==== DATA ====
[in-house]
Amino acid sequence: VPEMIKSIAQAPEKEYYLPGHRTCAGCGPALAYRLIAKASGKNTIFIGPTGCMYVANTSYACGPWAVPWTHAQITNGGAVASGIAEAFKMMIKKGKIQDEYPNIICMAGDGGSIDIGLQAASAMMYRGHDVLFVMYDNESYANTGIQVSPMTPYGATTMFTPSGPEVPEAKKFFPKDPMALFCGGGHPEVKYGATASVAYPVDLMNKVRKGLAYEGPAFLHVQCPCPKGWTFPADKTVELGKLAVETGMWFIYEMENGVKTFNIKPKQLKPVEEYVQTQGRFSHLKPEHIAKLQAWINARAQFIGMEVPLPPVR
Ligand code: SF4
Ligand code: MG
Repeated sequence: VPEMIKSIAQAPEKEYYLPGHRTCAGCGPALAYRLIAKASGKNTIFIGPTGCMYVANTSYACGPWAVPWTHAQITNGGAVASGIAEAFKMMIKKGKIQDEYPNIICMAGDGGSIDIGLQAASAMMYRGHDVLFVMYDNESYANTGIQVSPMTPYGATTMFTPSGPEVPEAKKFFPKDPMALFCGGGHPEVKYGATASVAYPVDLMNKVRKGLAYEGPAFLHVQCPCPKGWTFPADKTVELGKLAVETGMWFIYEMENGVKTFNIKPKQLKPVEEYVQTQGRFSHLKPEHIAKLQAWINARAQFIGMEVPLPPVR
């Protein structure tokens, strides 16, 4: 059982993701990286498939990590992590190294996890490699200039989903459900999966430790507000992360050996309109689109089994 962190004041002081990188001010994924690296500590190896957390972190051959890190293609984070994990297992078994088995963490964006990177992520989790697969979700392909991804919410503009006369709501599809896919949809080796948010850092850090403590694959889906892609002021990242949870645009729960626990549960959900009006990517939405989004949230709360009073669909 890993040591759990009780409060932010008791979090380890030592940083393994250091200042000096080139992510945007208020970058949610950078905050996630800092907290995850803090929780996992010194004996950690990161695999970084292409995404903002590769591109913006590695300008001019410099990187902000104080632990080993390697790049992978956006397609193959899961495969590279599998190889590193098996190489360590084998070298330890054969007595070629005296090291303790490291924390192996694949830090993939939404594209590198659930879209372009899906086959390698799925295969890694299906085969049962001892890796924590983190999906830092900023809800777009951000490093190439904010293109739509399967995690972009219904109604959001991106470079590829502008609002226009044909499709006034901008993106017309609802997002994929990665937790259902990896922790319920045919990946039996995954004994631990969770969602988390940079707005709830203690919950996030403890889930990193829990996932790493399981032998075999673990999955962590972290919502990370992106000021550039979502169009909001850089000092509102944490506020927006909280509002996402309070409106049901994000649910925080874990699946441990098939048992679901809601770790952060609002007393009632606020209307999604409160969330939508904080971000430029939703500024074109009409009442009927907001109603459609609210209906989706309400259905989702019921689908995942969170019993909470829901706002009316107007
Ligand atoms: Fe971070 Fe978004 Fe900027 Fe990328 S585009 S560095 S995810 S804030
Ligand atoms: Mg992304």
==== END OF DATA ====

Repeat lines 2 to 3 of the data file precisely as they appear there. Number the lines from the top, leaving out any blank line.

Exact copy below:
Amino acid sequence: VPEMIKSIAQAPEKEYYLPGHRTCAGCGPALAYRLIAKASGKNTIFIGPTGCMYVANTSYACGPWAVPWTHAQITNGGAVASGIAEAFKMMIKKGKIQDEYPNIICMAGDGGSIDIGLQAASAMMYRGHDVLFVMYDNESYANTGIQVSPMTPYGATTMFTPSGPEVPEAKKFFPKDPMALFCGGGHPEVKYGATASVAYPVDLMNKVRKGLAYEGPAFLHVQCPCPKGWTFPADKTVELGKLAVETGMWFIYEMENGVKTFNIKPKQLKPVEEYVQTQGRFSHLKPEHIAKLQAWINARAQFIGMEVPLPPVR
Ligand code: SF4